Suraia went to buy her brothers breakfast one morning when the air raid first struck near their house. “I felt that a cold jolt penetrated my hand, I thought I was going to die,” says Suraia. She later found out she was injured by shrapnel from the explosion, causing permanent disability in her hand. Suraia’s escape with her family was brutal and horrifying. While they walked up the mountain away from her village, fighter jets were hovering the skies. They ended up in a spontaneous settlement and have been staying there ever since. Suraia’s family used to have a home that is made of zinc plates, where they felt safe and were able to lead a normal life. “We were happy there, we used to go out to play and buy candy.”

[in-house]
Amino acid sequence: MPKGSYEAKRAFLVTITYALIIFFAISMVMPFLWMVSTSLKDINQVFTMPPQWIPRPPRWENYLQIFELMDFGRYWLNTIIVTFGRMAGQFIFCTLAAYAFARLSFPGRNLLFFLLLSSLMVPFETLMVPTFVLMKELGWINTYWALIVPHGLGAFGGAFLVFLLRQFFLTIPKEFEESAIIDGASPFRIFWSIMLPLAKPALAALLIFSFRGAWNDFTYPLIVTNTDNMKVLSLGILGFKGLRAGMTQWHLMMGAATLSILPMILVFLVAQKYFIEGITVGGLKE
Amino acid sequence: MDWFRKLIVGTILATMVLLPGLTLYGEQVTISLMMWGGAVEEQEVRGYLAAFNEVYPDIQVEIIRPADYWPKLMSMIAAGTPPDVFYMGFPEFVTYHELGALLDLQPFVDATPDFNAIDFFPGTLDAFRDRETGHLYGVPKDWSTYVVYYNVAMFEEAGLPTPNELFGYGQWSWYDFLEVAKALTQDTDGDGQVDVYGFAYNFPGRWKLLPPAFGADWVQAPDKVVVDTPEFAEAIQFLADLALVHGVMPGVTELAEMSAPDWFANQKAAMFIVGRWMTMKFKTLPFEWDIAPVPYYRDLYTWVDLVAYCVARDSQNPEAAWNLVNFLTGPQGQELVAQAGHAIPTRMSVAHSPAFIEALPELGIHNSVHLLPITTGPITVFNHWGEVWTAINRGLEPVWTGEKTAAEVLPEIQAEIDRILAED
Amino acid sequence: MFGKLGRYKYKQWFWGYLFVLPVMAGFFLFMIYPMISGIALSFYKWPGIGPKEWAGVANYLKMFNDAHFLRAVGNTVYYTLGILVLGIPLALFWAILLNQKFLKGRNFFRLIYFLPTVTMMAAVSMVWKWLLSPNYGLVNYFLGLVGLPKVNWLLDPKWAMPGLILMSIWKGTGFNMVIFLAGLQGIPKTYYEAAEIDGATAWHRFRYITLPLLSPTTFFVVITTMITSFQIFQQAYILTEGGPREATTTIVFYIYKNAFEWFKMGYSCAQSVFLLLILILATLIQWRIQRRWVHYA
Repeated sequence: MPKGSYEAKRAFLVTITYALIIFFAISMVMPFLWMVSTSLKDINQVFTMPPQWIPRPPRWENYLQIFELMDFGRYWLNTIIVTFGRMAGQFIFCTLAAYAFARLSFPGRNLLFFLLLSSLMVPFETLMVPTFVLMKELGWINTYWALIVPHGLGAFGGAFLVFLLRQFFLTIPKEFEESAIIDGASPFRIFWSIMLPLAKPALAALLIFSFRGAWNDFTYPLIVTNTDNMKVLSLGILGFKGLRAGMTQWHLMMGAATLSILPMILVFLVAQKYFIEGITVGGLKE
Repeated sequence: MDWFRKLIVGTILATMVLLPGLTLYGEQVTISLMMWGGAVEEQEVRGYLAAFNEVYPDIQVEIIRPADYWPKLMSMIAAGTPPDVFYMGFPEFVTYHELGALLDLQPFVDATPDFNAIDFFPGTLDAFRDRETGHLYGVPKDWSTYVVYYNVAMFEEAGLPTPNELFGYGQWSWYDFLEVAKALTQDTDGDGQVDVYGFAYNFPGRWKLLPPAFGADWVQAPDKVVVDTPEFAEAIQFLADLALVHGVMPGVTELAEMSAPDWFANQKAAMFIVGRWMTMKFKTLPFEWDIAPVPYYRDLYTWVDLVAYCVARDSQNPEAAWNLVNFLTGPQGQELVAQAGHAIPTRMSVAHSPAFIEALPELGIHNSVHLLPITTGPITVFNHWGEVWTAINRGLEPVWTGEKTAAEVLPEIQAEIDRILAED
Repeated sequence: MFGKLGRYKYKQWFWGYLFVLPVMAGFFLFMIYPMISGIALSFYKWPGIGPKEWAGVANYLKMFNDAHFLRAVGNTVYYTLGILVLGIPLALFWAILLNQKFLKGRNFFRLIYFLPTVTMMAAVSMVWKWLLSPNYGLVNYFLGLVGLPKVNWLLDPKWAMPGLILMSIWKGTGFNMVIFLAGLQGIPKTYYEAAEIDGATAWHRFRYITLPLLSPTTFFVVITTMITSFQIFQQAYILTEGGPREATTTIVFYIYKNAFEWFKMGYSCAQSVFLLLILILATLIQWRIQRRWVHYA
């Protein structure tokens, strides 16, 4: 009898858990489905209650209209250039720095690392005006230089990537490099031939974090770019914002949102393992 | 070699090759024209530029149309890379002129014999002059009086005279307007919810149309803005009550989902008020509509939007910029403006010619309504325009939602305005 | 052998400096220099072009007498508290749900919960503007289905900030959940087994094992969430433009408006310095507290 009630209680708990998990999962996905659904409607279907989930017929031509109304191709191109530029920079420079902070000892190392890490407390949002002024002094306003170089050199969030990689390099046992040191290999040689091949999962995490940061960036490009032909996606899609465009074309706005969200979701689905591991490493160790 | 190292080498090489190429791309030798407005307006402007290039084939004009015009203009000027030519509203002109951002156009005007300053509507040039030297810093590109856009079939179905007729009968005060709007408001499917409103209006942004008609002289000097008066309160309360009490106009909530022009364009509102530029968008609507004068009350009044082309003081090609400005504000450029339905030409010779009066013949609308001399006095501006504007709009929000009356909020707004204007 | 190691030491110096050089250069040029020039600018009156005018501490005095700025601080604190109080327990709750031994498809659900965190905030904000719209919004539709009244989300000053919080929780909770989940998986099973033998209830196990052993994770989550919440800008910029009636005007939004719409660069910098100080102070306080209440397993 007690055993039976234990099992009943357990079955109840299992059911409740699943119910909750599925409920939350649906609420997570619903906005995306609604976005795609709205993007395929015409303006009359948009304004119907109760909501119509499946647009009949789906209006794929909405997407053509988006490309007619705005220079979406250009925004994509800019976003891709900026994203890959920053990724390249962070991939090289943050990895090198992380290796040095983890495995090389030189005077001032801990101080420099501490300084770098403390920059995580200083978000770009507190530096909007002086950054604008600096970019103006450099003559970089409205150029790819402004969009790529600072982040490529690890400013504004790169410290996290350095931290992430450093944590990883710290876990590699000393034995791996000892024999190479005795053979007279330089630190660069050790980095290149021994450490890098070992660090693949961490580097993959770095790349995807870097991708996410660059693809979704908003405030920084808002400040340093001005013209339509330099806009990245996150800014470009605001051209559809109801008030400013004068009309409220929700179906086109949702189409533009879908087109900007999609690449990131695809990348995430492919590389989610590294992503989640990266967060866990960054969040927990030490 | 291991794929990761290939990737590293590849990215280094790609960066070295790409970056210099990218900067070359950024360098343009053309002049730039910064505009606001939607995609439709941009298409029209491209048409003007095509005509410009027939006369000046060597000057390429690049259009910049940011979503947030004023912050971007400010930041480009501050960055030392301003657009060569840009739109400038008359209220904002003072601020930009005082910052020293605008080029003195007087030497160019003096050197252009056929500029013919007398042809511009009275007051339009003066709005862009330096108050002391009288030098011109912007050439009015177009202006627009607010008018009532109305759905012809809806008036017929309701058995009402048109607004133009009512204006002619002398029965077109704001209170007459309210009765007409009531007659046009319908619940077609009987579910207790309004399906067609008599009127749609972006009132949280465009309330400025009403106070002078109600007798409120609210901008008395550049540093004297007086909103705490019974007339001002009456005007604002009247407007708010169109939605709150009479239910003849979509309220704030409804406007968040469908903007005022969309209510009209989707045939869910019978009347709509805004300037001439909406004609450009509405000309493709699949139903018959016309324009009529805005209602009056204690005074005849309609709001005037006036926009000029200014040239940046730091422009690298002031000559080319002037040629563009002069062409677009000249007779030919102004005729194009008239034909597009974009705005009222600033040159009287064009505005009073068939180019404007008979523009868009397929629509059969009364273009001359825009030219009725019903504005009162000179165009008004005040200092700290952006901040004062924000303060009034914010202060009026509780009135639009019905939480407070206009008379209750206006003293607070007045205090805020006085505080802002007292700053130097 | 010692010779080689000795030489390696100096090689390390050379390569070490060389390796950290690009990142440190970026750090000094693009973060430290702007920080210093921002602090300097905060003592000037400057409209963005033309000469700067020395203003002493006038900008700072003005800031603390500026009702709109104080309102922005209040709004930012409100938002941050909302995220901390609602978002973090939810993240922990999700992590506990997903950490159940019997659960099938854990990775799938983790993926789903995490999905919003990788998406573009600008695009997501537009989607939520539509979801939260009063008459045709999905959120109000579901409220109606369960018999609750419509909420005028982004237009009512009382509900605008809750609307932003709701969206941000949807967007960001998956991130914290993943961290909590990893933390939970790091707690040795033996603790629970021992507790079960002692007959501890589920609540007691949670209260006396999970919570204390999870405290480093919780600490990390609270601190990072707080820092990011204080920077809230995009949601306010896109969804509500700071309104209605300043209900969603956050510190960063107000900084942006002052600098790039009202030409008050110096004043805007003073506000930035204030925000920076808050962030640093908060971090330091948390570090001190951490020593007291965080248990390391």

Now, they live in a tent in the middle of nowhere lacking the most basic necessities of life. “The first thing I will do when the conflict ends is to go back to my home. I wish my hand could be treated.” Women and girls bear the disproportionate burden caused by protracted displacement, including the difficulty to access basic services like health and protection. Suraia is one of many victims of the brutal conflict who deserve a better present and a better future.